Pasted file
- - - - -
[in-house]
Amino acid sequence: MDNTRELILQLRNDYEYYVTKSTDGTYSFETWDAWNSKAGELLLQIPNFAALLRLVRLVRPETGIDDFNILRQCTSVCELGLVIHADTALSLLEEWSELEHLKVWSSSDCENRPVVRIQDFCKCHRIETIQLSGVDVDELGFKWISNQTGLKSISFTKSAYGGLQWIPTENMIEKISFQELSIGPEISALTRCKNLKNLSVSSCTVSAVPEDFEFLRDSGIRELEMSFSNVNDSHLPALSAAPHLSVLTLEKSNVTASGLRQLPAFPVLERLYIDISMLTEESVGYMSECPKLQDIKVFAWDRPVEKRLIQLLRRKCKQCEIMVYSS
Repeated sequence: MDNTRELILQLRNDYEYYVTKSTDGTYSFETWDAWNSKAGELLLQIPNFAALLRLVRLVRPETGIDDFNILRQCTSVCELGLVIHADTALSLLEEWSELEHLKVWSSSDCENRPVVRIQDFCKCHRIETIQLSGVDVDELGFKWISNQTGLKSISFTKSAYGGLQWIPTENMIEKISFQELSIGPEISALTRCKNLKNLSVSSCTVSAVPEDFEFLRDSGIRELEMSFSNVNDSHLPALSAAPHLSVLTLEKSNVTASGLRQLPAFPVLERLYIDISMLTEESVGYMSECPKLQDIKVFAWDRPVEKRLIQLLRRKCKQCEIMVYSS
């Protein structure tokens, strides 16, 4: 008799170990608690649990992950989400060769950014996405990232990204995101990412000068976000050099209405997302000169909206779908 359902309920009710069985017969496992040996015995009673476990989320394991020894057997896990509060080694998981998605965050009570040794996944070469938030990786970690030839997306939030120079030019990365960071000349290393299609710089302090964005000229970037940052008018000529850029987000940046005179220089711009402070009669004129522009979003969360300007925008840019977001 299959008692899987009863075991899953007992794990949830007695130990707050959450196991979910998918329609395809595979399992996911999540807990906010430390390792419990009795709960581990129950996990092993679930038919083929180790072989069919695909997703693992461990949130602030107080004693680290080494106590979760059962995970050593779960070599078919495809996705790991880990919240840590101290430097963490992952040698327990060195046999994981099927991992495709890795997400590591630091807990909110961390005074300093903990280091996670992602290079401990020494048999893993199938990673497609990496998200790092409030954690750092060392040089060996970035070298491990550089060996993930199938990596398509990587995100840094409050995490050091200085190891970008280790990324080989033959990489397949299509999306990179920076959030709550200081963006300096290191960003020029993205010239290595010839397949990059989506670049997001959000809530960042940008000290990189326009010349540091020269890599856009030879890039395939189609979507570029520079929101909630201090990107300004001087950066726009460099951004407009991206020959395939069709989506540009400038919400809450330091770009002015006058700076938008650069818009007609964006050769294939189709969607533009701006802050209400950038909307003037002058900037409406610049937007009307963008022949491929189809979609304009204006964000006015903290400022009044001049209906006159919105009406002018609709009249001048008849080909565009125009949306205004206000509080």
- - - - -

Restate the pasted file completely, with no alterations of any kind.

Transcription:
[in-house]
Amino acid sequence: MDNTRELILQLRNDYEYYVTKSTDGTYSFETWDAWNSKAGELLLQIPNFAALLRLVRLVRPETGIDDFNILRQCTSVCELGLVIHADTALSLLEEWSELEHLKVWSSSDCENRPVVRIQDFCKCHRIETIQLSGVDVDELGFKWISNQTGLKSISFTKSAYGGLQWIPTENMIEKISFQELSIGPEISALTRCKNLKNLSVSSCTVSAVPEDFEFLRDSGIRELEMSFSNVNDSHLPALSAAPHLSVLTLEKSNVTASGLRQLPAFPVLERLYIDISMLTEESVGYMSECPKLQDIKVFAWDRPVEKRLIQLLRRKCKQCEIMVYSS
Repeated sequence: MDNTRELILQLRNDYEYYVTKSTDGTYSFETWDAWNSKAGELLLQIPNFAALLRLVRLVRPETGIDDFNILRQCTSVCELGLVIHADTALSLLEEWSELEHLKVWSSSDCENRPVVRIQDFCKCHRIETIQLSGVDVDELGFKWISNQTGLKSISFTKSAYGGLQWIPTENMIEKISFQELSIGPEISALTRCKNLKNLSVSSCTVSAVPEDFEFLRDSGIRELEMSFSNVNDSHLPALSAAPHLSVLTLEKSNVTASGLRQLPAFPVLERLYIDISMLTEESVGYMSECPKLQDIKVFAWDRPVEKRLIQLLRRKCKQCEIMVYSS
């Protein structure tokens, strides 16, 4: 008799170990608690649990992950989400060769950014996405990232990204995101990412000068976000050099209405997302000169909206779908 359902309920009710069985017969496992040996015995009673476990989320394991020894057997896990509060080694998981998605965050009570040794996944070469938030990786970690030839997306939030120079030019990365960071000349290393299609710089302090964005000229970037940052008018000529850029987000940046005179220089711009402070009669004129522009979003969360300007925008840019977001 299959008692899987009863075991899953007992794990949830007695130990707050959450196991979910998918329609395809595979399992996911999540807990906010430390390792419990009795709960581990129950996990092993679930038919083929180790072989069919695909997703693992461990949130602030107080004693680290080494106590979760059962995970050593779960070599078919495809996705790991880990919240840590101290430097963490992952040698327990060195046999994981099927991992495709890795997400590591630091807990909110961390005074300093903990280091996670992602290079401990020494048999893993199938990673497609990496998200790092409030954690750092060392040089060996970035070298491990550089060996993930199938990596398509990587995100840094409050995490050091200085190891970008280790990324080989033959990489397949299509999306990179920076959030709550200081963006300096290191960003020029993205010239290595010839397949990059989506670049997001959000809530960042940008000290990189326009010349540091020269890599856009030879890039395939189609979507570029520079929101909630201090990107300004001087950066726009460099951004407009991206020959395939069709989506540009400038919400809450330091770009002015006058700076938008650069818009007609964006050769294939189709969607533009701006802050209400950038909307003037002058900037409406610049937007009307963008022949491929189809979609304009204006964000006015903290400022009044001049209906006159919105009406002018609709009249001048008849080909565009125009949306205004206000509080």